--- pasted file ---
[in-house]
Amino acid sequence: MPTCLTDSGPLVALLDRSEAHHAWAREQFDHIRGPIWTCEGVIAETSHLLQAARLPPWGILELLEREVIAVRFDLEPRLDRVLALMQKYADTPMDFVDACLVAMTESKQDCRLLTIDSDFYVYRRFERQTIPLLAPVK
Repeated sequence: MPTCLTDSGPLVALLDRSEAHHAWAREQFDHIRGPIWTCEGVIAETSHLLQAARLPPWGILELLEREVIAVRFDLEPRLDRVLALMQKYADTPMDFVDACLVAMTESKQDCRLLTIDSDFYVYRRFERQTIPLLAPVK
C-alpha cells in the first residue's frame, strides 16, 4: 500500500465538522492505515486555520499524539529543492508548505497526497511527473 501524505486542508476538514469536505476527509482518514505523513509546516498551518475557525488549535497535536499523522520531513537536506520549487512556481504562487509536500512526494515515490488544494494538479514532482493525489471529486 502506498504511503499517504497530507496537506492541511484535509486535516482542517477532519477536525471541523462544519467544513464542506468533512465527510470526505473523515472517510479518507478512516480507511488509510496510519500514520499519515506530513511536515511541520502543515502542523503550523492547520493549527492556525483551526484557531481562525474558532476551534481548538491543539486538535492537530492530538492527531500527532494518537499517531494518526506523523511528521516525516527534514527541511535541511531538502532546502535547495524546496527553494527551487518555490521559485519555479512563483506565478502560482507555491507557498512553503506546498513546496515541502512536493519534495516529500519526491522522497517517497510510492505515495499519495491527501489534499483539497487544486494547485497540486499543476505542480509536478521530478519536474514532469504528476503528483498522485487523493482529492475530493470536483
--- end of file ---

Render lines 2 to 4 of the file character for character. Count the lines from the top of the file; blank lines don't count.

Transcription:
Amino acid sequence: MPTCLTDSGPLVALLDRSEAHHAWAREQFDHIRGPIWTCEGVIAETSHLLQAARLPPWGILELLEREVIAVRFDLEPRLDRVLALMQKYADTPMDFVDACLVAMTESKQDCRLLTIDSDFYVYRRFERQTIPLLAPVK
Repeated sequence: MPTCLTDSGPLVALLDRSEAHHAWAREQFDHIRGPIWTCEGVIAETSHLLQAARLPPWGILELLEREVIAVRFDLEPRLDRVLALMQKYADTPMDFVDACLVAMTESKQDCRLLTIDSDFYVYRRFERQTIPLLAPVK
C-alpha cells in the first residue's frame, strides 16, 4: 500500500465538522492505515486555520499524539529543492508548505497526497511527473 501524505486542508476538514469536505476527509482518514505523513509546516498551518475557525488549535497535536499523522520531513537536506520549487512556481504562487509536500512526494515515490488544494494538479514532482493525489471529486 502506498504511503499517504497530507496537506492541511484535509486535516482542517477532519477536525471541523462544519467544513464542506468533512465527510470526505473523515472517510479518507478512516480507511488509510496510519500514520499519515506530513511536515511541520502543515502542523503550523492547520493549527492556525483551526484557531481562525474558532476551534481548538491543539486538535492537530492530538492527531500527532494518537499517531494518526506523523511528521516525516527534514527541511535541511531538502532546502535547495524546496527553494527551487518555490521559485519555479512563483506565478502560482507555491507557498512553503506546498513546496515541502512536493519534495516529500519526491522522497517517497510510492505515495499519495491527501489534499483539497487544486494547485497540486499543476505542480509536478521530478519536474514532469504528476503528483498522485487523493482529492475530493470536483